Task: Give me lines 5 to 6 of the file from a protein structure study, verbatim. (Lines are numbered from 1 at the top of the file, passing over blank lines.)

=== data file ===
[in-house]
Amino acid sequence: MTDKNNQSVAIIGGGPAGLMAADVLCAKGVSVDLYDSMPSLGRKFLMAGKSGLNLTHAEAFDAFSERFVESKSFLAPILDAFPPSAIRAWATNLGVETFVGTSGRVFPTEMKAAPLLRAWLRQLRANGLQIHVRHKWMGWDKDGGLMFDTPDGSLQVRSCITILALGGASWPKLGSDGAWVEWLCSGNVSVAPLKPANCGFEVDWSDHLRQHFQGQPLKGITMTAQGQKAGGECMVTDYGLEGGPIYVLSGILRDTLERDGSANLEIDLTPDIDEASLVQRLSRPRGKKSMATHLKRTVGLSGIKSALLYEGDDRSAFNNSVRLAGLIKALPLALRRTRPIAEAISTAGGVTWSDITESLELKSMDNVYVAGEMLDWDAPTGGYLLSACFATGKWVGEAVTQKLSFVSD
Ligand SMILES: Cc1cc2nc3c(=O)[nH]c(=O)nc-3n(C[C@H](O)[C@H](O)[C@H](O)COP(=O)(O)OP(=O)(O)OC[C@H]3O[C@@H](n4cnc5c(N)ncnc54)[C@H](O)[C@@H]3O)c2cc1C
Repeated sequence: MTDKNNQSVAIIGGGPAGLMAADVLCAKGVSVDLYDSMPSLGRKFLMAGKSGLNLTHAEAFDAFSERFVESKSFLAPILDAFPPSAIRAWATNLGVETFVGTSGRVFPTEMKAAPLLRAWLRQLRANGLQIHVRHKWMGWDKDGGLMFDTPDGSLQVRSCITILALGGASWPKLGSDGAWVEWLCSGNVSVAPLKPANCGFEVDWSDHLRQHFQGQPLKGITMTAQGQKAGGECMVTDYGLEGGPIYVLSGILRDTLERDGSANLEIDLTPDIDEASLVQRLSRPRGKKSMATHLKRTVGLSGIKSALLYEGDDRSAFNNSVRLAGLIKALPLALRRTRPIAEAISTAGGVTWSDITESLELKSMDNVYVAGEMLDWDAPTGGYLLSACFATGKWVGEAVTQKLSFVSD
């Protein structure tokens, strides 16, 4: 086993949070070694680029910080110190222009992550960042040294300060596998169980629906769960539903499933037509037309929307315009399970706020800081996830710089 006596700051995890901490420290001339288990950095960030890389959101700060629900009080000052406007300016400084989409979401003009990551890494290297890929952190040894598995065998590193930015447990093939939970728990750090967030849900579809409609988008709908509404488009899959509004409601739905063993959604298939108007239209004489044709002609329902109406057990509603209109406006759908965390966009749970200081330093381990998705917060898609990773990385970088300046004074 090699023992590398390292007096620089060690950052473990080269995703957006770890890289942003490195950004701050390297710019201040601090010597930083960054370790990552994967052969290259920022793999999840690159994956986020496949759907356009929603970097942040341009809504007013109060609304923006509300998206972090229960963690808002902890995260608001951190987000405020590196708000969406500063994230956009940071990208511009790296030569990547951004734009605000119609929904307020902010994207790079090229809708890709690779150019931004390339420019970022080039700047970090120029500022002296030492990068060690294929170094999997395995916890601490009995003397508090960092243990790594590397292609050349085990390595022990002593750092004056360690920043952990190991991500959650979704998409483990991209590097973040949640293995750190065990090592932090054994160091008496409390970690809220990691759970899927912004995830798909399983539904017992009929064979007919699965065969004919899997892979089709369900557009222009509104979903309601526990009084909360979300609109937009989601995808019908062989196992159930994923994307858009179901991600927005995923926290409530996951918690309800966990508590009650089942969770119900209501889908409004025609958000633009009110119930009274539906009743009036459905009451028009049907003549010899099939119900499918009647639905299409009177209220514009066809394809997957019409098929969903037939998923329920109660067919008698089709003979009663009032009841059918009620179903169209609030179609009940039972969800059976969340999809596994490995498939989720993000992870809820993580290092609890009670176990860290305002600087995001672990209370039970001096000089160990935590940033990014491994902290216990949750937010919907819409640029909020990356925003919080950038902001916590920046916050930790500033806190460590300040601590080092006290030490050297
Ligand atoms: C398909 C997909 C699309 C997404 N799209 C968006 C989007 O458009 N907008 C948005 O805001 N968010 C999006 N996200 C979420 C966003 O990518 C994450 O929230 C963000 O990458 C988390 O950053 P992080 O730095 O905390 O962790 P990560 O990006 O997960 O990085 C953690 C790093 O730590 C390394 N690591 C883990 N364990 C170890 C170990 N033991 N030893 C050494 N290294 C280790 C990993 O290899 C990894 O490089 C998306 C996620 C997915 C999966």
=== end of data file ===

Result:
């Protein structure tokens, strides 16, 4: 086993949070070694680029910080110190222009992550960042040294300060596998169980629906769960539903499933037509037309929307315009399970706020800081996830710089 006596700051995890901490420290001339288990950095960030890389959101700060629900009080000052406007300016400084989409979401003009990551890494290297890929952190040894598995065998590193930015447990093939939970728990750090967030849900579809409609988008709908509404488009899959509004409601739905063993959604298939108007239209004489044709002609329902109406057990509603209109406006759908965390966009749970200081330093381990998705917060898609990773990385970088300046004074 090699023992590398390292007096620089060690950052473990080269995703957006770890890289942003490195950004701050390297710019201040601090010597930083960054370790990552994967052969290259920022793999999840690159994956986020496949759907356009929603970097942040341009809504007013109060609304923006509300998206972090229960963690808002902890995260608001951190987000405020590196708000969406500063994230956009940071990208511009790296030569990547951004734009605000119609929904307020902010994207790079090229809708890709690779150019931004390339420019970022080039700047970090120029500022002296030492990068060690294929170094999997395995916890601490009995003397508090960092243990790594590397292609050349085990390595022990002593750092004056360690920043952990190991991500959650979704998409483990991209590097973040949640293995750190065990090592932090054994160091008496409390970690809220990691759970899927912004995830798909399983539904017992009929064979007919699965065969004919899997892979089709369900557009222009509104979903309601526990009084909360979300609109937009989601995808019908062989196992159930994923994307858009179901991600927005995923926290409530996951918690309800966990508590009650089942969770119900209501889908409004025609958000633009009110119930009274539906009743009036459905009451028009049907003549010899099939119900499918009647639905299409009177209220514009066809394809997957019409098929969903037939998923329920109660067919008698089709003979009663009032009841059918009620179903169209609030179609009940039972969800059976969340999809596994490995498939989720993000992870809820993580290092609890009670176990860290305002600087995001672990209370039970001096000089160990935590940033990014491994902290216990949750937010919907819409640029909020990356925003919080950038902001916590920046916050930790500033806190460590300040601590080092006290030490050297
Ligand atoms: C398909 C997909 C699309 C997404 N799209 C968006 C989007 O458009 N907008 C948005 O805001 N968010 C999006 N996200 C979420 C966003 O990518 C994450 O929230 C963000 O990458 C988390 O950053 P992080 O730095 O905390 O962790 P990560 O990006 O997960 O990085 C953690 C790093 O730590 C390394 N690591 C883990 N364990 C170890 C170990 N033991 N030893 C050494 N290294 C280790 C990993 O290899 C990894 O490089 C998306 C996620 C997915 C999966």